Tiedje James M.

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James M.

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  • Preprint
    Large-scale comparative phenotypic and genomic analyses reveal ecological preferences of Shewanella species and identify metabolic pathways conserved at the genus level
    ( 2011-04-27) Rodrigues, Jorge L. M. ; Serres, Margrethe H. ; Tiedje, James M.
    The use of comparative genomics among different microbiological species has increased substantially as sequence technologies become more affordable. However, efforts to fully link a genotype to its phenotype remain limited to the development of one mutant at the time. In this study, we provide a high throughput alternative to this limiting step by coupling comparative genomics to phenotype arrays for five sequenced Shewanella strains. Positive phenotypes were obtained for 441 nutrients (C, N, P, and S sources), with N-based compounds being the most utilized for all strains. Many genes and pathways predicted by genome analyses were confirmed with the comparative phenotype assay, and three degradation pathways believed to be missing in Shewanella were confirmed. A number of previously unknown gene products were predicted to be part of pathways or to have a function, expanding the number of gene targets for future genetic analyses. Ecologically, the comparative high throughput phenotype analysis provided insights into niche specialization within the five different strains. For example, Shewanella amazonensis strain SB2B, isolated from the Amazon River delta, was capable of utilizing 60 C compounds, whereas Shewanella sp. strain W3-18-1, from the deep marine sediment, utilized only 25 of them. In spite of the large number of nutrient sources yielding positive results, our study indicated that except for the N-sources they were not sufficiently informative to predict growth phenotypes from increasing evolutionary distances. Our results indicate the importance of phenotypic evaluation for confirming genome predictions. This strategy will accelerate the functional discovery of genes and provide an ecological framework for microbial genome sequencing projects.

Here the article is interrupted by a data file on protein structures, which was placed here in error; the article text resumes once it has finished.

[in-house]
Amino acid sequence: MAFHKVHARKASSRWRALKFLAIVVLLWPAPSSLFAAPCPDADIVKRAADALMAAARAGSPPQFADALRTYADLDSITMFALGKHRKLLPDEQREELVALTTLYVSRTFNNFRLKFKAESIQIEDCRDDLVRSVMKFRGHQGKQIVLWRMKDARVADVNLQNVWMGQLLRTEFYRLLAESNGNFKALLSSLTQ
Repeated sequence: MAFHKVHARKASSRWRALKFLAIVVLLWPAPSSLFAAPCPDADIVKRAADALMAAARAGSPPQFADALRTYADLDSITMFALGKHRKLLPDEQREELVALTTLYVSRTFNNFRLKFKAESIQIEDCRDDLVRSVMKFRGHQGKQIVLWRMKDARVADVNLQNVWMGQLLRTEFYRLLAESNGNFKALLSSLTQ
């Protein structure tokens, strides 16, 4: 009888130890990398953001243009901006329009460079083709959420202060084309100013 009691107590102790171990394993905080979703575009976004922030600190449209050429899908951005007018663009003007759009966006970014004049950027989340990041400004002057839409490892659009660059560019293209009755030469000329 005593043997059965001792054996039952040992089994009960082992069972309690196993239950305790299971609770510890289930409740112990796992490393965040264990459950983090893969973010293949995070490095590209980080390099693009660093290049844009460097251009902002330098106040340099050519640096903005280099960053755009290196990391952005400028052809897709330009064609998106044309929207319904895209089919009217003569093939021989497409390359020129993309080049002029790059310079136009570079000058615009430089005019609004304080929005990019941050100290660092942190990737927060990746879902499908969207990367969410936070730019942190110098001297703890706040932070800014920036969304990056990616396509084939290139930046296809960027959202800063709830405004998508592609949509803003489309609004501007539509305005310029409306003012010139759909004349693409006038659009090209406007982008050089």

• Preprint
    Comparative systems biology across an evolutionary gradient within the Shewanella genus
    ( 2009-07) Konstantinidis, Konstantinos T. ; Serres, Margrethe H. ; Romine, Margaret F. ; Rodrigues, Jorge L. M. ; Auchtung, Jennifer ; McCue, Lee-Ann ; Lipton, Mary S. ; Obraztsova, Anna Y. ; Giometti, Carol S. ; Nealson, Kenneth H. ; Fredrickson, James K. ; Tiedje, James M.
    To what extent genotypic differences translate to phenotypic variation remains a poorly understood issue of paramount importance for several cornerstone concepts of microbiology including the species definition. Here, we take advantage of the completed genomic sequences, expressed proteomic profiles, and physiological studies of ten closely related Shewanella strains and species to provide quantitative insights into this issue. Our analyses revealed that, despite extensive horizontal gene transfer within these genomes, the genotypic and phenotypic similarities among the organisms were generally predictable from their evolutionary relatedness. The power of the predictions depended on the degree of ecological specialization of the organisms evaluated. Using the gradient of evolutionary relatedness formed by these genomes, we were able to partly isolate the effect of ecology from that of evolutionary divergence and rank the different cellular functions in terms of their rates of evolution. Our ranking also revealed that whole-cell protein expression differences among these organisms when grown under identical conditions were relatively larger than differences at the genome level, suggesting that similarity in gene regulation and expression should constitute another important parameter for (new) species description. Collectively, our results provide important new information towards beginning a systems-level understanding of bacterial species and genera.